I was past Noon when I left the Consulate. The bright sun blinded me for a moment and I felt pleasantly dizzy. I sat on a bench in the near by Palm Garden and closed my eyes. I allowed the mild rays of sun to rest and caress my face. I felt warm, comfortable and alive. I wished it never stopped, but it did, and when the sun disappeared and there were no more rays, I got up and walked to the Bed and Breakfast where the Consul directed me.
The following day I moved in.
The place was clean and simple, accented with fresh red flowers which made the house cheerful and welcoming. It was a family business and the owners were polite but distant. I explained the best I could, who I was and that I was waiting for a very important call from the American Embassy. They seem to understand, and the lady of the house showed my room. It was in the attic, the least expensive in the house. There was a narrow wooden bed in a corner, a small table with a chair and an old-fashioned washstand in a corner. This added charm to the otherwise austere room. The only phone in the house was in the dining room, on the first floor. Some times, when the hosts were busy the phone went unanswered, and I made a habit to keep my door opened and run downstairs every time the phone rang.
Breakfast was included in the price and it became my only meal of the day. I could eat as many pastries and drink as much coffee as I could, and I did. My days seemed to blend into one another, and the only diversion was my trip to the Telephone House from where I called one of my former bosses from the Embassy to ask him for help with the sponsorship.
My hands were ice cold and shook as I dialed the overseas number and it was hard for him to hear me at the beginning. I had to shout my name, or perhaps it was all my fears and doubts reflected in the way I spoke. My jaws felt locked and painful each time I uttered a word.
At last, he understood why I was calling. He asked me twice and I thought he didn’t hear me, but in retrospect, he probably didn’t believe I was in Germany, defecting. I was running out of coins. He told me not to worry, I’ll get a sponsor. He asked me for the name of the Bed and Breakfast and their telephone number, so I didn’t have to spend my coins and he could call me back when he had news about which of my American friends would be brave enough to sponsor me.
“Don’t worry, hang in there. We’ll get you here, you have to be patient and wait.”
Abruptly, the conversation was over, as I ran out of coins.
Everyone was telling me to wait and be patient… but they were not me, nobody understood how hard it was to wait in a country where I didn’t speak the language, with my money running out fast and no end in sight. Especially no one knew how it felt to be suspended between two countries. To know I could not return to Romania without facing prison, and not knowing if America will accept me, and if it did, how long was it going to take? The uncertainty overwhelmed me.
During those days, when I spent my time in the attic room, running downstairs every time the phone rang, I understood that “time” as we understood it, was a matter of perception. Our obsession with wasting time, or living life, which is measured in time, organizing our time, or spending our time appropriately; It was all a traditional dimension we, humans invented. In those moments, for me, time had a life of its own, outside of me.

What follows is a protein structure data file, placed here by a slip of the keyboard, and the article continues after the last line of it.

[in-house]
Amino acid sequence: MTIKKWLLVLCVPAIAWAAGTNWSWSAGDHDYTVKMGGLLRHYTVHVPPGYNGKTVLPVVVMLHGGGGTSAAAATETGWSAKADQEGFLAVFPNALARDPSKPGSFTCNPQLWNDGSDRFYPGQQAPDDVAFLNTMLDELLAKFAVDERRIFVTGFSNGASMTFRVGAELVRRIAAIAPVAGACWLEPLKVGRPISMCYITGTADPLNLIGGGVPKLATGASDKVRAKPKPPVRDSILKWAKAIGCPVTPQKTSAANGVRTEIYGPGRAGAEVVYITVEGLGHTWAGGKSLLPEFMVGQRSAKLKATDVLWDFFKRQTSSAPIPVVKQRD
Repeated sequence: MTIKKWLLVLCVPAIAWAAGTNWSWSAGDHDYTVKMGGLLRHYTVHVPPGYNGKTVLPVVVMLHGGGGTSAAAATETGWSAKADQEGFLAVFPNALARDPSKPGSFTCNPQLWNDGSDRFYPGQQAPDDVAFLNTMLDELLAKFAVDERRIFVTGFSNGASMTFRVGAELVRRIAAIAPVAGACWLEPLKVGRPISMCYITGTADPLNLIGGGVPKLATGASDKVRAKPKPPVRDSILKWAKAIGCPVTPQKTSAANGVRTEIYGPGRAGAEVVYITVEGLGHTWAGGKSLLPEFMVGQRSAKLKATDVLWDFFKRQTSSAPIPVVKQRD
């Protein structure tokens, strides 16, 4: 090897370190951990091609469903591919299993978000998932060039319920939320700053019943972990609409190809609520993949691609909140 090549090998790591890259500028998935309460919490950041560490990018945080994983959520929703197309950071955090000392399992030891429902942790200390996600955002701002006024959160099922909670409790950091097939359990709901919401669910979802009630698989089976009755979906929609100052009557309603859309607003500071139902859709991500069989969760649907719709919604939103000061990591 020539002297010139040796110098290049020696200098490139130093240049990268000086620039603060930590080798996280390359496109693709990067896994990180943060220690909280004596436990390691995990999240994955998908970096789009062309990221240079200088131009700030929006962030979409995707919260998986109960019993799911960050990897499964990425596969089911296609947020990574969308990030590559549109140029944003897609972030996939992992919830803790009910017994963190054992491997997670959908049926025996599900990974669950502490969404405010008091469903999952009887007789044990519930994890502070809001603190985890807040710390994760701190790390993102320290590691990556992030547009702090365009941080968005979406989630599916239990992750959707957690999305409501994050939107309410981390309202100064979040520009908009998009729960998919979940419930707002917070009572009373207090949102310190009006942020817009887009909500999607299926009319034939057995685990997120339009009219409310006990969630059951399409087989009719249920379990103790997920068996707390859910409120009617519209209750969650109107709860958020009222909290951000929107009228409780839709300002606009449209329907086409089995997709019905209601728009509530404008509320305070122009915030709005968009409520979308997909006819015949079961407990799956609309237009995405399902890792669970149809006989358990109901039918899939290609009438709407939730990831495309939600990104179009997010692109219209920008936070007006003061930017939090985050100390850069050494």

Quantitative time, as we measure it traditionally, didn’t exist any more. Chronologically, it could have been a week, or two weeks. The intensity of my actual living, the quality of time, far exceeded its traditional understanding which we humans invented, so that we could put more order to our lives and make sense of it. What we would do without knowing that at 9:00 AM we have to be to work and end at 5:00 PM? A show started at 7:00 PM and ended at 9:00 PM? And our lives start… when they are meant to start, and end at the mercy of a Power we cannot control. The “Power” we call different names, doesn’t know “time”.
Life could spread itself thin throughout years when nothing of value happens. We exist, not live. Waiting there, in the attic for the phone calls which were to change my life, I had a revelation, that I was offered a unique opportunity to experience how it felt to concentrate an immensely meaningful experience in a small capsule of”non traditional time.” This capsule of concentrated time had its own dimensions and life which had nothing to do with my aquired perceptions of chronological time, measured in seconds, minutes, hours, days and years, for our own convenience and peace of mind.
I have heard of people who went through transformational experiences and suddenly their hair turned grey. Every morning, I’d run to the mirror to make sure it didn’t happen to me. Relief! It didn’t, and another day of waiting blended into another, a continuum of waiting…
One day the phone rang and than it rang again!
After all, I was a lucky woman, I didn’t wait in vain! I had sponsors, my first boss and his wife, the Ludingtons. When was I going to arrive, they asked impatiantely?
Then the Consul called and told me I was granted an interview by the Immigration and Naturalization Service (INS) to possibly be accepted as a political refugee, and told me a time and a day.
The calls on which my future depended came at last! With ease, I re-entered the commonality of chronological time, as we, the human race, designed it for our convenience.
I looked at my watch: The INS interview was scheduled in two days at 9:00 AM. I was pushed back on the familiar track I missed!